Our personal sleep tents are quite cozy but can be loud when the winds howl. This view is looking up glacier towards Windy Gully (upper left). Photo Credit: H. Roop

Our personal sleep tents are quite cozy but can be loud when the winds howl. This view is looking up glacier towards Windy Gully (upper left).
Photo Credit: H. Roop

The rest of camp is made up of our cook tent, two bathroom tents and a range of science tents located near where we are currently drilling with the Blue Ice Drill (BID). Our blue cook tent is where we eat our meals and spend most of our free time, as it is the only space with a heater. In the next post, we will tell you about our yellow Scott tent, the bathroom with one of the best views in the world!

Caption: Home sweet home on Taylor Glacier! Our camp is the perfect size for our current team of eight.  Photo Credit: H. Roop

Caption: Home sweet home on Taylor Glacier! Our camp is the perfect size for our current team of eight.
Photo Credit: H. Roop

Peter and Kathy inside our cook tent. This is the only heated structure in camp (see the heater next to Peter’s feet) so we spend most of our free time here.  Photo Credit: H. Roop

Peter and Kathy inside our cook tent. This is the only heated structure in camp (see the heater next to Peter’s feet) so we spend most of our free time here.
Photo Credit: H. Roop

Despite the wind, we are all still smiling. Everyone is busy collecting and sampling ice cores. Kathy is preparing plenty of hot, delicious food. As always, there is nothing a big cup of hot chocolate can’t fix!

All the best from the Taylor Glacier team!

Finding your footing and what happens when nature calls…

While we face numerous challenges out here on a glacier in Antarctica, there are two basic tasks that prove to be the most difficult. These are two common activities many of us take for granted back at home. Can you guess what they are?

Looking north from camp over the uneven but gorgeous blue ice surface towards the Asgard Range and Catspaw Glacier.

Looking north from camp over the uneven but gorgeous blue ice surface towards the Asgard Range and Catspaw Glacier.

The first is walking. Yes, walking. We are located in what is called a blue ice zone, where it is so cold and dry that no snowfall accumulates from year to year, and strong winds help to expose the bare glacial ice at our feet. The surface is not smooth and slick like an ice-skating rink, as you might expect. Instead, it is uneven and undulating.

The glacier surface looks as though it is covered by thousands of mini-mountains. These interesting features are formed primarily by the sun, which is why they are known as “sun cups”. The formation of sun cups is also aided by windblown dust and sand particles, which can accumulate in the depressions. These particles are dark in color, and so absorb more heat from the sun—just like how hot you feel when you wear a black shirt on a sunny day. This extra warmth from sand and dust can cause the depressions of the sun cups to deepen.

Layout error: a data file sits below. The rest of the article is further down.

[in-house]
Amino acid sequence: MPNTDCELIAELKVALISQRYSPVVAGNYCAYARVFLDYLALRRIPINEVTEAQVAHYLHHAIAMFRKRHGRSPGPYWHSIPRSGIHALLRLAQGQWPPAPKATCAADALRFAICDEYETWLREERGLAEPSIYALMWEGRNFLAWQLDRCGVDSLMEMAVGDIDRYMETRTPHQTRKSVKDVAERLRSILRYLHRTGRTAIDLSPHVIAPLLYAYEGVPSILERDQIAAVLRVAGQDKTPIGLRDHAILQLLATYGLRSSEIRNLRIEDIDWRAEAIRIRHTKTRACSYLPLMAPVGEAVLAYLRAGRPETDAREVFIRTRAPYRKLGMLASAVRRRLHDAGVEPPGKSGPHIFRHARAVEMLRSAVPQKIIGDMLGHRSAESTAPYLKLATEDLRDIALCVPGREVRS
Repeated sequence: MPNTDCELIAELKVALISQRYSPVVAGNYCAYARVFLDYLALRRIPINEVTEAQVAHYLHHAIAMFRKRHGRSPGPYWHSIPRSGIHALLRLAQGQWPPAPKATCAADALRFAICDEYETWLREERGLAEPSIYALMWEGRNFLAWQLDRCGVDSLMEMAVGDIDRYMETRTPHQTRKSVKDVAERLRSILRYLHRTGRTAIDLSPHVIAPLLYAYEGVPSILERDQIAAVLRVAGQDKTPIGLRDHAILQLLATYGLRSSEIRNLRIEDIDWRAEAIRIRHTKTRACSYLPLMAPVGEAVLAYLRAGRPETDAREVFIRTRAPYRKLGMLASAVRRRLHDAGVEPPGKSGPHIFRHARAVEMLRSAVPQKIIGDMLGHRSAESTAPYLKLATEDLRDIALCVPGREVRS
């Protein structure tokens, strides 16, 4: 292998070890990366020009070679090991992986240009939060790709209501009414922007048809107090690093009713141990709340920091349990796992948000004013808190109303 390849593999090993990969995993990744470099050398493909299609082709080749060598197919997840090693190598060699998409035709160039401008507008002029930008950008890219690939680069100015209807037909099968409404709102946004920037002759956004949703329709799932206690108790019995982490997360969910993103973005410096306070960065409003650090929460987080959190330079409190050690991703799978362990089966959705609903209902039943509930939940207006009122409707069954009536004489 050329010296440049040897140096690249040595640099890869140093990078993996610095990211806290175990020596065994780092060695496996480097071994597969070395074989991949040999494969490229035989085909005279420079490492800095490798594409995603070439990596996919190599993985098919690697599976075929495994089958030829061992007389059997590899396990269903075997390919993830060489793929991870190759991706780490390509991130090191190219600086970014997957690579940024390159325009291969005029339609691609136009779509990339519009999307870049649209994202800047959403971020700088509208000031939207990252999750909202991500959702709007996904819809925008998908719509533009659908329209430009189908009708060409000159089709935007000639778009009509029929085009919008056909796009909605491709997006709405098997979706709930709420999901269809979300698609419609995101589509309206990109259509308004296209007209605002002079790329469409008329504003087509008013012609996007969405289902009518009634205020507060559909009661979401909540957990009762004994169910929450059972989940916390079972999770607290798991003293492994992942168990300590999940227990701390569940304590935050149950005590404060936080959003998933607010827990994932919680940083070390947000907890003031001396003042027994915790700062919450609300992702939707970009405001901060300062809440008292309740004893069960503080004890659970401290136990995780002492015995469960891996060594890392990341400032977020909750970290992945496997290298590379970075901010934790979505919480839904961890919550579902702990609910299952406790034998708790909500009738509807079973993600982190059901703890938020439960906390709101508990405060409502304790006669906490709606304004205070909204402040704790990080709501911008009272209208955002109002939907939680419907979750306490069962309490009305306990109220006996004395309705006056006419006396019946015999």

The uneven, sun cupped surface of Taylor Glacier (size small glove for scale).

The uneven, sun cupped surface of Taylor Glacier (size small glove for scale).

Sand and dust particles blown around in a recent windstorm are accumulating in the sun cups on the surface of Taylor Glacier.

Sand and dust particles blown around in a recent windstorm are accumulating in the sun cups on the surface of Taylor Glacier.

These uneven sun cups make it difficult to walk, but provide entertainment when watching other members of the team move about camp. Everyone tips and teeters around, making slow progress moving from place to place. To help ease our movement around camp, we all wear special treads on our boots. While these help keep us (mostly) upright, movement it is still a slow, tricky endeavor.

An example of the special tread we add to our boots so we can walk more easily around the glacier.

An example of the special tread we add to our boots so we can walk more easily around the glacier.

Knowing how quickly you can move on the ice is critical for planning for the second most challenging activity at Taylor Glacier—making it to our yellow Scott tent, the camp toilet.

Taylor Glacier is located within the McMurdo Dry Valleys Antarctic Specially Managed Area (ASMA). The ASMA provides special environmental protection and requires that we leave no trace, including removing all of our waste.

Because we don’t have running water and also need to ship out all of our waste, our toilet tent looks quite different from any bathroom you might be familiar with. The basics include a bucket, a can and a barrel.

Our Taylor Glacier Scott tent toilet and our UG (urine-grey water) barrels.

Our Taylor Glacier Scott tent toilet and our UG (urine-grey water) barrels.

Inside our yellow Scott tent toilet complete with pee cans, waste buckets, toilet paper and hand sanitizer!

Inside our yellow Scott tent toilet complete with pee cans, waste buckets, toilet paper and hand sanitizer!

We dispose of our liquid in a 55-gallon urine-grey water, or UG, barrel. Solid human waste is collected directly into 5-gallon buckets, which are sealed with a tight-fitting lid once they are full. All of this waste is flown by helicopter to McMurdo Station and much of it is transported on a cargo ship back to the United States where it is processed.

While these details are somewhat unpleasant, they are very necessary to maintain the pristine Antarctic environment—which is of interest to scientists as a relatively undisturbed baseline against which to compare other environments more heavily impacted by human activity.

The stunning view of Stocking Glacier from the Scott tent.

The stunning view of Stocking Glacier from the Scott tent.